ON April 1 had a surprise for us this year, but it wasn’t an April Fool. Cumbria Wildlife Trust’s nature reserve at Foulshaw Moss, near Grange-over-Sands, welcomed back both of its popular pair of ospreys for their seventh year on the reserve.

Each year the two huge birds of prey, with their 5ft 6in (165cm) wingspans, make the long migration back from their wintering grounds in West Africa to the nature reserve where they nest under the watchful eye of a web camera and countless online fans. There, close to the Kent estuary, they have a spacious site with a plentiful supply of fish, their sole diet (no pun intended.)

We hope this will be another successful season for them. Last year saw them fledge another three chicks, making 14 in all since they first bred in 2014. Two of those chicks were spotted over the winter: one was seen by a Spanish birdwatcher at Doñana in southern Spain, the other was recognised by a British osprey specialist while on holiday in The Gambia in West Africa. After migrating in the autumn, the youngsters usually spend their first three years in these sunnier spots until they reach breeding age at three, when they return to Britain, often to sites close to their home nest.

This week also saw the return of a chick that hatched at Foulshaw Moss in 2014. He nested in Cumbria last year and managed to produce three chicks of his own – a big event. Ospreys were persecuted into extinction in England in 1843. None bred again until the first nest was re-established at Bassenthwaite in 2001. One of the chicks from that nest, who hatched in 2008, grew up to be the male of the Foulshaw Moss pair. Now that his chicks have had chicks, or should that be his grandchicks, we have had three generations of ospreys born in Cumbria. From zero to a dynasty like that is good going in only 18 years.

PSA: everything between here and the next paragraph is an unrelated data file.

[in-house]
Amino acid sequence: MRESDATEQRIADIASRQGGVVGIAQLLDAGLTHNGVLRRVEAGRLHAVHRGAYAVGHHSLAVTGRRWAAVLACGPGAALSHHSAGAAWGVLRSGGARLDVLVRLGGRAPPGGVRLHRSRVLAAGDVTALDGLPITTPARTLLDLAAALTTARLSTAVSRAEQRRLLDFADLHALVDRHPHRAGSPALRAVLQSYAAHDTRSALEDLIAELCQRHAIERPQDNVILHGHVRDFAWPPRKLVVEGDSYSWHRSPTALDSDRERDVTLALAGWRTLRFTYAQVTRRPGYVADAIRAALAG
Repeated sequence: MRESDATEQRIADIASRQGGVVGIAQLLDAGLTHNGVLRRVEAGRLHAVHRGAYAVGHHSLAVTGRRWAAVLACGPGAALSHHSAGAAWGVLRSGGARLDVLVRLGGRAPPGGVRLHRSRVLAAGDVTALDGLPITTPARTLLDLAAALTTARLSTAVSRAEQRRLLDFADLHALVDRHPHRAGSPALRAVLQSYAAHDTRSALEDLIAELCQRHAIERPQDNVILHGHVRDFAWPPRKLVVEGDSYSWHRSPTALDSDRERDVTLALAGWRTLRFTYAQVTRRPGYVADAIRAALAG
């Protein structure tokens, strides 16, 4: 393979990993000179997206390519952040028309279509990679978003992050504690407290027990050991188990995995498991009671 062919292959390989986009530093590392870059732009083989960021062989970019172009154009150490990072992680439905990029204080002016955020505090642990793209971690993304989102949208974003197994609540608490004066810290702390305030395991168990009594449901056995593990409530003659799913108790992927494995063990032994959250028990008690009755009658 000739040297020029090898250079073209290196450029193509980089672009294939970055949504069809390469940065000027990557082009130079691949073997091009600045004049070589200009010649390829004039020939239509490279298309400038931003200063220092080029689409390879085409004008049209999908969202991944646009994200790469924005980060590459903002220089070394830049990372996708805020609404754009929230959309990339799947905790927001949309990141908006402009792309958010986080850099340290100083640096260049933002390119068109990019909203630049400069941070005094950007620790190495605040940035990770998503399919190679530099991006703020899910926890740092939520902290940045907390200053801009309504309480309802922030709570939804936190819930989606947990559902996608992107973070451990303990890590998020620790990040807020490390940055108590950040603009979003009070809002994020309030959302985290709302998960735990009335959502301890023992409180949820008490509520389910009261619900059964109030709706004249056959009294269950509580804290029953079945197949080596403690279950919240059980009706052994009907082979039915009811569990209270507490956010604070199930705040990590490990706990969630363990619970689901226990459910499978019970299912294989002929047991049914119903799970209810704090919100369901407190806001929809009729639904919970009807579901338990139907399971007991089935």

The two Foulshaw Moss birds have been busy fettling their nest, digging . When they left at the end of the season, the nest had been modelled into a flat helipad for the chicks to practise their take-offs and landings. Now there is a need for some serious DIY as they dig out a hollow for the eggs, and tiny chicks, to nestle in.

If you want to see these magnificent birds in action, go to Foulshaw Moss Nature Reserve (off the A590 near Witherslack) or visit the Cumbria Wildlife Trust website to tune into their reality TV show on the nest webcam. And here’s to the next generation of Cumbrian ospreys!